We are doing science for policy
The Joint Research Centre (JRC) is the European Commission's science and knowledge service which employs scientists to carry out research in order to provide independent scientific advice and support to EU policy.
The latest JRC report on forest fires shows the need to tackle climate change "to leave a healthier planet for those that follow", as President Jean-Claude Juncker highlighted in his latest State of the Union Address.
The report calls for stronger measures to prevent wildfires.
Today, the JRC published its annual report on Forest Fires in Europe, the Middle East and North Africa for 2017.
It shows that last year, wildfires destroyed over 1.2 million hectares of forests and land in Europe – more than the total surface area of Cyprus.
They also claimed the lives of 127 civilians and fire fighters and caused economic damage estimated at almost EUR 10 billion.
Karmenu Vella, Commissioner for Environment, said: "Extreme weather conditions – long lasting droughts and heat waves – exacerbate wildfires and make firefighting more difficult. Over 90% of all wildfires are started by human activities, which is why the EU is working closely with Member States on prevention, ensuring that citizens and decision-makers are more aware of the causes and risks of wildfires. We also need to invest much more in forest management to ensure best practice throughout the EU. As the summer of 2018 has shown us again, much work is needed on prevention and Europe must remain at the forefront in the fight against climate change."
Tibor Navracsics, Commissioner for Education, Culture, Youth and Sport, responsible for the Joint Research Centre (JRC), said: "JRC scientists are continuously monitoring wildfires in Europe through the European Forest Fire Information System. The data from the past couple of years shows that fires are increasing in number and severity. I am proud that, by collecting and analysing this data, the JRC helps us better understand the changes and provides a basis for national authorities to improve both prevention and firefighting preparedness."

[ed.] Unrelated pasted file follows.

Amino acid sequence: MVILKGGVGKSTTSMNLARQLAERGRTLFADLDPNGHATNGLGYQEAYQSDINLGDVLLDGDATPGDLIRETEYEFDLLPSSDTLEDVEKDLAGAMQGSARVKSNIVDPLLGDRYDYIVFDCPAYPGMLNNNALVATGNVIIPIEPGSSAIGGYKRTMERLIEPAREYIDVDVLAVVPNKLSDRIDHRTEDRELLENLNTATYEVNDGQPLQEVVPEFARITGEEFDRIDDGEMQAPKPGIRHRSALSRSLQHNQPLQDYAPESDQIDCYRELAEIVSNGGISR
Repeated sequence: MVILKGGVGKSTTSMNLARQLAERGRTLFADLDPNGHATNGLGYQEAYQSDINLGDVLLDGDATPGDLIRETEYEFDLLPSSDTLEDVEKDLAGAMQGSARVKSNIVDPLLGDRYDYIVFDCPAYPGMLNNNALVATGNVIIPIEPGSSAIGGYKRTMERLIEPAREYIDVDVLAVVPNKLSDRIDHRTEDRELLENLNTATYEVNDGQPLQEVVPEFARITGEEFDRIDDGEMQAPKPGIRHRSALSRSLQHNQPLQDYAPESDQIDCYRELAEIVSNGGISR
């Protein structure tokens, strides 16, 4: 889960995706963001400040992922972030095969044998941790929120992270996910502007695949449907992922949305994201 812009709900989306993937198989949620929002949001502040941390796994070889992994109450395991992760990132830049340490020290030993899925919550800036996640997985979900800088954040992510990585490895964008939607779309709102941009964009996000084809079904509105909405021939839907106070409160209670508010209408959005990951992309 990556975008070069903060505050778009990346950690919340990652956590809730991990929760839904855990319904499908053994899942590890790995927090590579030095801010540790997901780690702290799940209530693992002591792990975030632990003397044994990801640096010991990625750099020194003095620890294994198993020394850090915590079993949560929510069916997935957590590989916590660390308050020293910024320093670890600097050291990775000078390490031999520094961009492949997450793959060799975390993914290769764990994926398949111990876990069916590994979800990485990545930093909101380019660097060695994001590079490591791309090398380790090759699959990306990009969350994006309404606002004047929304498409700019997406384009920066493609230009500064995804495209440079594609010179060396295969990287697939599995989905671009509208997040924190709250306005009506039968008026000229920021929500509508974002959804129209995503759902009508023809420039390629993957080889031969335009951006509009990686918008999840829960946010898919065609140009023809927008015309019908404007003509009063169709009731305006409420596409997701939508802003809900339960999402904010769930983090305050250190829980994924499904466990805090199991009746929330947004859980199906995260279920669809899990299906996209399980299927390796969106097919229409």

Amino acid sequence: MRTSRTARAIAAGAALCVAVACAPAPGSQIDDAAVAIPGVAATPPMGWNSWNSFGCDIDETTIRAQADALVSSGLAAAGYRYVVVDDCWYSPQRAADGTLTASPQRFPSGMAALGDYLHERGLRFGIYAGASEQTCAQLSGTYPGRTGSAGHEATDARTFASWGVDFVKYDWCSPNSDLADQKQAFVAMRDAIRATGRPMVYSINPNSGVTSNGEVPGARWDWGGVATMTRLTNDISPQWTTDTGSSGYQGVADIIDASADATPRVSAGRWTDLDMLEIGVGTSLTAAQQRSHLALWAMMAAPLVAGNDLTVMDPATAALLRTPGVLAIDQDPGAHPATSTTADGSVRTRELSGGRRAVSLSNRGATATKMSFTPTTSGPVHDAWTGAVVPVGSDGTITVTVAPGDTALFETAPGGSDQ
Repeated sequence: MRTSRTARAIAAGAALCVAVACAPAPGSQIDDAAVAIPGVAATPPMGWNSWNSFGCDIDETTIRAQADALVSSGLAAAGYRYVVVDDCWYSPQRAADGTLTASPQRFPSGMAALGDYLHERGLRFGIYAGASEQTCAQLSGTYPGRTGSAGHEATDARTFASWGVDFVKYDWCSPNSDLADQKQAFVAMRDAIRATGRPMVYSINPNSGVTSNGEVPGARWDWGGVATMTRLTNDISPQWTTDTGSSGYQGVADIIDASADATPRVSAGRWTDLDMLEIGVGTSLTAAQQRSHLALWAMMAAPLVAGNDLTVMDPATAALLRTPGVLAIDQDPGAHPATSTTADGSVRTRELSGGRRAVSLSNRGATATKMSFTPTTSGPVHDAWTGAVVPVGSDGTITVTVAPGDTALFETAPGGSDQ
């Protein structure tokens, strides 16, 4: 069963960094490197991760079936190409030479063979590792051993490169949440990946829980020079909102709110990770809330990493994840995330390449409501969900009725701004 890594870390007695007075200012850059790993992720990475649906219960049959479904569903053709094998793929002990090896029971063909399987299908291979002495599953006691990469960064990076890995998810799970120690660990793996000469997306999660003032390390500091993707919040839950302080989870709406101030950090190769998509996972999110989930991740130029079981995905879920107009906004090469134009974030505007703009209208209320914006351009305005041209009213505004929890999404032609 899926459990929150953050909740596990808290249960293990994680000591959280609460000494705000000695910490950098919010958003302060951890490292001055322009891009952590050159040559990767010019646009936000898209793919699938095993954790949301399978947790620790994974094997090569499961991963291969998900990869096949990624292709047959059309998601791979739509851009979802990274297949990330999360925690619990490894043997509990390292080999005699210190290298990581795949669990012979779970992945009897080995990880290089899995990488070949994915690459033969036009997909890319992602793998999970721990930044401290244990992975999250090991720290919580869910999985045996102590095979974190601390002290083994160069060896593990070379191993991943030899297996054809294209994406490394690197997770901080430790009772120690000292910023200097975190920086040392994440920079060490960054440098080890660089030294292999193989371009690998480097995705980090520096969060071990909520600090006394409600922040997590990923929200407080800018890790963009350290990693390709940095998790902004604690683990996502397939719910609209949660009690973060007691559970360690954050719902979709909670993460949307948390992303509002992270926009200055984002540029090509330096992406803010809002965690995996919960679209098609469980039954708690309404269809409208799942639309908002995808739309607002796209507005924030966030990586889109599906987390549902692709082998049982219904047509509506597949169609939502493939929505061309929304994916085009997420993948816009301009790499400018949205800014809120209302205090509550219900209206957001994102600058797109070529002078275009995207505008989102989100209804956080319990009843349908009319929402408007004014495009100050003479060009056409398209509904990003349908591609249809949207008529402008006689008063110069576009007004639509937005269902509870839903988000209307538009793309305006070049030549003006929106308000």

The latest report shows a clear trend towards longer fire seasons compared to previous years, with fires now occurring well beyond the dry and hot summer months (July- September). In 2017, the most critical months were June and October, when deadly fires swept through Portugal and Northern Spain.
The Mediterranean region remains the most affected area. However, unusually dry summers in central and northern Europe have recently led to large fires in countries such as Sweden, Germany and Poland, which have historically seen very few.
Finally, in 2017, over 25% of the total burnt area lied within the Natura2000 network, calling for increased efforts of EU countries to restore and manage protected habitats and their ecosystem services, including for the sake of forest fire prevention.
Like in previous years, in 2017, most wildfires were caused by human activity. Unsustainable forest management practices, the degradation of ecosystems, as well as the planting of very flammable forest tree species facilitate fire ignition and favour the spreading of wildfires.
Prevention is thus key in tackling wildfires. Adequate forest management and land use practices can reduce fire risks and make forests more resilient to fires. In addition, the report shows that awareness raising and training of local communities, policy makers and stakeholders will increase their preparedness.
Member States and the EU institutions should continue to work hand in hand in providing guidelines on how to act in case of wildfires and how to increase our resilience, building on national experience and best practices.
The report "Forest Fires in Europe, Middle East and North Africa 2017" drawn up by the Joint Research Centre (JRC), the in-house science and knowledge centre of the European Commission, provides a detailed analysis of the wildfires in 2017, including country-specific reports. The report combines data from the European Forest Fire Information System (EFFIS), managed by the JRC, and the statistics and information provided by EU Member States and neighbouring countries.
In 2018, the EU Civil Protection Mechanism was activated 5 times to respond to forest fires in Europe. Substantial support was provided to the countries in need, namely Sweden and Greece. In total, 15 planes, 6 helicopters and over 400 firefighters and crew were mobilised this summer. The European Union has funded €1.6 million in transportation costs to mobilise support to the affected countries. Furthermore, over 139 Copernicus satellite maps on forest fires were produced on the request of Member States. In addition, a prevention and preparedness mission took place in Portugal to help boost the country's capacity to deal with forest fires.
The Commission has proposed to strengthen the European civil protection capacities through rescEU, so that when multiple disasters hit, Member States are better prepared. rescEU is based on two fundamental pillars: prevention and preparedness and greater response capacities, including the creation of European reserve capacities to act as a safety net when national capacities are overwhelmed. The rescEU proposal is a central part of President Juncker's agenda for a Europe that protects.